Also similar to the OnePlus 3 is the display, which features the same 5.5-inch 1080p Optic AMOLED panel, as well as the optional software button or hardware capacitive button configuration below the screen. Identical too are the cameras, the front-facing a 16-megapixel camera sensor, while a 16-megapixel 1/2.8-inch camera sensor with 1.12-micron sized pixels, f/2.0 sapphire glass lens, phase detection autofocus and a single LED flash sits on the back. You'll also find 6GB of LPDDR4 RAM inside the phone just on the Oneplus 3, but unlike that phone you'll find a larger 3,400mAh battery inside. Also upgraded is the SoC (system-on-a-chip), which is now a Qualcomm Snapdragon 821 with Adreno 530 GPU.

The Differences

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The OnePlus 3T isn't a significant enough upgrade for current OnePlus 3 owners to even consider upgrading, especially when you look at the specs. Qualcomm's Snapdragon 821 is a better SoC, but it's not a generational leap above the Snapdragon 820 found in the OnePlus 3, and given that OnePlus has no plans to utilize Google's Daydream VR platform, the jump to the 821 is a marginal difference at best. You're still getting the same screen, same amount of RAM, same internal storage size and speed, identical build and the same camera on the back. In all honesty the only real difference most people would ever pick up on are two things: front-facing camera, and battery life.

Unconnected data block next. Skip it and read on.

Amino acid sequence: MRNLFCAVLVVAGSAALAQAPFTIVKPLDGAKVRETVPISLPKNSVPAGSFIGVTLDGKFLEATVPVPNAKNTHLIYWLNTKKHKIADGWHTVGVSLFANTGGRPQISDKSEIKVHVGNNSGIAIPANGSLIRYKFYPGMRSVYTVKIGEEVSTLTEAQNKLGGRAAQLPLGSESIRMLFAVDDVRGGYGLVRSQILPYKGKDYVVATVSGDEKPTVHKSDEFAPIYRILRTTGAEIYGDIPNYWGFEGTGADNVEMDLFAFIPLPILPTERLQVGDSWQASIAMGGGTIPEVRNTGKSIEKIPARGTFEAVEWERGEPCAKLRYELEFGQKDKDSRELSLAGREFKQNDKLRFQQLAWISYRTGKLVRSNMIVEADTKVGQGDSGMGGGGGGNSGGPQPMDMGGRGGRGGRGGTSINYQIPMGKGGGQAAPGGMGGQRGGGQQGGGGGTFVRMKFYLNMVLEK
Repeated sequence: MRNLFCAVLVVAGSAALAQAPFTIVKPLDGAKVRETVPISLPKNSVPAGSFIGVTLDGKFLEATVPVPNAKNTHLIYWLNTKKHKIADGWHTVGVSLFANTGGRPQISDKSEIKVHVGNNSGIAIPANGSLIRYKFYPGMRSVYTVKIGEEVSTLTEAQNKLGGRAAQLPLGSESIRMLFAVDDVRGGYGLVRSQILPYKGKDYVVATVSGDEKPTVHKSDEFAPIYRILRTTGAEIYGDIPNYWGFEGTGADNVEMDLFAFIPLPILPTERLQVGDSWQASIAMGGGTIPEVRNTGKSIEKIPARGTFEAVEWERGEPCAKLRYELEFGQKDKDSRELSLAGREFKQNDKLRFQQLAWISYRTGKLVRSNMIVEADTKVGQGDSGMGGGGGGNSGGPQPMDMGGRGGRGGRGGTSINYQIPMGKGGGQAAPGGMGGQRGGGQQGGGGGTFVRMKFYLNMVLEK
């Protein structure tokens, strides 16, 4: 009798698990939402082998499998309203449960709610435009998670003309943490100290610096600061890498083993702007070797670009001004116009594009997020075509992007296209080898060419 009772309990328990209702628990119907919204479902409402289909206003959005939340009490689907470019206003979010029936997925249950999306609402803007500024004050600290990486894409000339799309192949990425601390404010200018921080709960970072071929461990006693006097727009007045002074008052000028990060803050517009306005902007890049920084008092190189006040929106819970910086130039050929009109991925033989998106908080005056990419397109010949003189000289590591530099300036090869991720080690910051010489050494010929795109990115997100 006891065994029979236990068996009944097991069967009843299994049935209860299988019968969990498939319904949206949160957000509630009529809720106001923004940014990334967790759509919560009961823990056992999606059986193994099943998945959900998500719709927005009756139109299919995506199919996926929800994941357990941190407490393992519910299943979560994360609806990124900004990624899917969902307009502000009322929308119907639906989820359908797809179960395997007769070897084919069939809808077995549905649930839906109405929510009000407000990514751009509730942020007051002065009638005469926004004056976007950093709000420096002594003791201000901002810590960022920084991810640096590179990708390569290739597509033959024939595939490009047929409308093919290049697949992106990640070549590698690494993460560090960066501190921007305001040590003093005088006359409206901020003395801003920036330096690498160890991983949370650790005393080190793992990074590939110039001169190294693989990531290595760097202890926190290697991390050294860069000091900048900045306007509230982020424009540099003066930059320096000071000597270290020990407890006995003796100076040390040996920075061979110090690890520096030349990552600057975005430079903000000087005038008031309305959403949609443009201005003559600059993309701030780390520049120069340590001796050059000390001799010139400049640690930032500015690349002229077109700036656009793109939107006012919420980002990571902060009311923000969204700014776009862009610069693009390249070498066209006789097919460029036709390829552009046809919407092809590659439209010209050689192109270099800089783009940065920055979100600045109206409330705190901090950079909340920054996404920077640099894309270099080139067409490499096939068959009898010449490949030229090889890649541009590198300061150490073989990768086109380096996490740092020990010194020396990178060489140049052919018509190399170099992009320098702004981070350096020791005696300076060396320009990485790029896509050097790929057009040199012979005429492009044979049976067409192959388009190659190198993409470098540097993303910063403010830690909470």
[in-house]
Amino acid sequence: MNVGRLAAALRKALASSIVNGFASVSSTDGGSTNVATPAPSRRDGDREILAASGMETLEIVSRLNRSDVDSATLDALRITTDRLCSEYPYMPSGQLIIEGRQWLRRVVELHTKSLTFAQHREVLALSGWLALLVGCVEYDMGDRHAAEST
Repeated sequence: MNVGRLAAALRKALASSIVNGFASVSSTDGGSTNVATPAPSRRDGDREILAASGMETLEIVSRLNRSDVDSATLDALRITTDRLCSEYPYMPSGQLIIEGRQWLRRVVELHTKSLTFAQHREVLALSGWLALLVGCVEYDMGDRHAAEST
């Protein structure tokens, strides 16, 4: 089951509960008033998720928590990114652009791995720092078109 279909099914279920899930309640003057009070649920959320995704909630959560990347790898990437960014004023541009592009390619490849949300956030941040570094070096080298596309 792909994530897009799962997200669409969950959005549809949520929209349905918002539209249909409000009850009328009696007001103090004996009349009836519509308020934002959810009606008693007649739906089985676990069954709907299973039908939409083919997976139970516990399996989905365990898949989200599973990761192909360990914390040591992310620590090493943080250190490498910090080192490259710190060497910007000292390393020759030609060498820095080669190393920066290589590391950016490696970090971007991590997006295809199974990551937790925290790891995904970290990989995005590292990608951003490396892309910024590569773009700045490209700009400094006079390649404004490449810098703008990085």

It's no secret that battery life has been a struggle for smartphones since their inception. Asking a mobile device with limited battery capacity to do so many things, and yet still last an entire day borders on crazy, but people do it every single day. As a result manufacturers have learned to stuff larger and larger batteries inside of ever-shrinking frames, all while being asked to charge them faster than ever before. OnePlus has absolutely answered the call to both of these features, and while the Dash Charge feature isn't any different than what you'll already find on the existing OnePlus 3, the battery life absolutely is. Sporting a modest 13% increase in battery size over the OnePlus 3, battery life in general has seen a much more significant increase than 13% would suggest. The OnePlus 3 had average battery life on a good day, but the OnePlus 3T has stellar battery life to say the least.